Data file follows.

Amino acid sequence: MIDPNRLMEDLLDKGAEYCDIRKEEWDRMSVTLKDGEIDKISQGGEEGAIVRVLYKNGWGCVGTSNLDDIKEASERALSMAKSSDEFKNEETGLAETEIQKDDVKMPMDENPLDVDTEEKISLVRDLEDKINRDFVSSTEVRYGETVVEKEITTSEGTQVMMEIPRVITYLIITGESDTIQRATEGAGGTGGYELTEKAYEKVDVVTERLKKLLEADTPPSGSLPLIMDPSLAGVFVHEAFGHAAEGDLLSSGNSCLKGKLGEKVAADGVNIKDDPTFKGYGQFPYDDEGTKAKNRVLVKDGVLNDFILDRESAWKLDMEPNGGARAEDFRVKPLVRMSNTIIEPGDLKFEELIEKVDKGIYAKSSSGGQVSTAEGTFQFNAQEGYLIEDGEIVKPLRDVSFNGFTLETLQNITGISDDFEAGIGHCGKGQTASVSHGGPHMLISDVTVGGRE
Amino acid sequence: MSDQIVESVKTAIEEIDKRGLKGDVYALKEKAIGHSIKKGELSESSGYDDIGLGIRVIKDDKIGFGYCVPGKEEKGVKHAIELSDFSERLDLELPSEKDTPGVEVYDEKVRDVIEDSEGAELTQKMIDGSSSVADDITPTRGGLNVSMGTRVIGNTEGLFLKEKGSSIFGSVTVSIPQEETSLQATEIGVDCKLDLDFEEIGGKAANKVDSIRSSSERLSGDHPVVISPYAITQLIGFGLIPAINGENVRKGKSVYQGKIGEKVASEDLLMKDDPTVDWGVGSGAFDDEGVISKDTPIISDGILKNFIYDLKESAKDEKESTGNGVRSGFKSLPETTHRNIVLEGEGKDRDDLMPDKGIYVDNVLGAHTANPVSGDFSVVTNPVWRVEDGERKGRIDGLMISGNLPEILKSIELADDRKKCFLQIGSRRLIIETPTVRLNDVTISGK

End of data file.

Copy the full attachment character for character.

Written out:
Amino acid sequence: MIDPNRLMEDLLDKGAEYCDIRKEEWDRMSVTLKDGEIDKISQGGEEGAIVRVLYKNGWGCVGTSNLDDIKEASERALSMAKSSDEFKNEETGLAETEIQKDDVKMPMDENPLDVDTEEKISLVRDLEDKINRDFVSSTEVRYGETVVEKEITTSEGTQVMMEIPRVITYLIITGESDTIQRATEGAGGTGGYELTEKAYEKVDVVTERLKKLLEADTPPSGSLPLIMDPSLAGVFVHEAFGHAAEGDLLSSGNSCLKGKLGEKVAADGVNIKDDPTFKGYGQFPYDDEGTKAKNRVLVKDGVLNDFILDRESAWKLDMEPNGGARAEDFRVKPLVRMSNTIIEPGDLKFEELIEKVDKGIYAKSSSGGQVSTAEGTFQFNAQEGYLIEDGEIVKPLRDVSFNGFTLETLQNITGISDDFEAGIGHCGKGQTASVSHGGPHMLISDVTVGGRE
Amino acid sequence: MSDQIVESVKTAIEEIDKRGLKGDVYALKEKAIGHSIKKGELSESSGYDDIGLGIRVIKDDKIGFGYCVPGKEEKGVKHAIELSDFSERLDLELPSEKDTPGVEVYDEKVRDVIEDSEGAELTQKMIDGSSSVADDITPTRGGLNVSMGTRVIGNTEGLFLKEKGSSIFGSVTVSIPQEETSLQATEIGVDCKLDLDFEEIGGKAANKVDSIRSSSERLSGDHPVVISPYAITQLIGFGLIPAINGENVRKGKSVYQGKIGEKVASEDLLMKDDPTVDWGVGSGAFDDEGVISKDTPIISDGILKNFIYDLKESAKDEKESTGNGVRSGFKSLPETTHRNIVLEGEGKDRDDLMPDKGIYVDNVLGAHTANPVSGDFSVVTNPVWRVEDGERKGRIDGLMISGNLPEILKSIELADDRKKCFLQIGSRRLIIETPTVRLNDVTISGK